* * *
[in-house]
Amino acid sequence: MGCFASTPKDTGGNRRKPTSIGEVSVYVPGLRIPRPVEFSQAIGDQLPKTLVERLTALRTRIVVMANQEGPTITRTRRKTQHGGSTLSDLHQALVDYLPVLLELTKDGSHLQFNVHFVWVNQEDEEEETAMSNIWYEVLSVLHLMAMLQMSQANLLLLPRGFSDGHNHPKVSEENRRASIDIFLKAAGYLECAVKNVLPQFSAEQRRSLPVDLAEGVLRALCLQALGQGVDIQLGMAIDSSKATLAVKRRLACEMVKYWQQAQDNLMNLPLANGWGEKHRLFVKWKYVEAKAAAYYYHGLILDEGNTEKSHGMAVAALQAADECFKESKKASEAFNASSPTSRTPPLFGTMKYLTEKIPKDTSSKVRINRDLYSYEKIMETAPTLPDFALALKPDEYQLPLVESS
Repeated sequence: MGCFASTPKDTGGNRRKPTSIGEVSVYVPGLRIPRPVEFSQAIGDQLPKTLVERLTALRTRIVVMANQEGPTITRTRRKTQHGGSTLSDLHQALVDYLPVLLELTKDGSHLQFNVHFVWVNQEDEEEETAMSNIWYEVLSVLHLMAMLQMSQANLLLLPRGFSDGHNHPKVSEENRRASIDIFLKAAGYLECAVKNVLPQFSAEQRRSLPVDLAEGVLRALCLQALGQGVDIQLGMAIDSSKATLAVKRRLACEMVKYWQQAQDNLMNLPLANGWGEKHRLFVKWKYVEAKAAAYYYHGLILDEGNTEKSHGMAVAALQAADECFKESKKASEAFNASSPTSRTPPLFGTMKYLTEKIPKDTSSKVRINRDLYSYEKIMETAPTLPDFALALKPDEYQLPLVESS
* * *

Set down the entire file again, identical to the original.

[in-house]
Amino acid sequence: MGCFASTPKDTGGNRRKPTSIGEVSVYVPGLRIPRPVEFSQAIGDQLPKTLVERLTALRTRIVVMANQEGPTITRTRRKTQHGGSTLSDLHQALVDYLPVLLELTKDGSHLQFNVHFVWVNQEDEEEETAMSNIWYEVLSVLHLMAMLQMSQANLLLLPRGFSDGHNHPKVSEENRRASIDIFLKAAGYLECAVKNVLPQFSAEQRRSLPVDLAEGVLRALCLQALGQGVDIQLGMAIDSSKATLAVKRRLACEMVKYWQQAQDNLMNLPLANGWGEKHRLFVKWKYVEAKAAAYYYHGLILDEGNTEKSHGMAVAALQAADECFKESKKASEAFNASSPTSRTPPLFGTMKYLTEKIPKDTSSKVRINRDLYSYEKIMETAPTLPDFALALKPDEYQLPLVESS
Repeated sequence: MGCFASTPKDTGGNRRKPTSIGEVSVYVPGLRIPRPVEFSQAIGDQLPKTLVERLTALRTRIVVMANQEGPTITRTRRKTQHGGSTLSDLHQALVDYLPVLLELTKDGSHLQFNVHFVWVNQEDEEEETAMSNIWYEVLSVLHLMAMLQMSQANLLLLPRGFSDGHNHPKVSEENRRASIDIFLKAAGYLECAVKNVLPQFSAEQRRSLPVDLAEGVLRALCLQALGQGVDIQLGMAIDSSKATLAVKRRLACEMVKYWQQAQDNLMNLPLANGWGEKHRLFVKWKYVEAKAAAYYYHGLILDEGNTEKSHGMAVAALQAADECFKESKKASEAFNASSPTSRTPPLFGTMKYLTEKIPKDTSSKVRINRDLYSYEKIMETAPTLPDFALALKPDEYQLPLVESS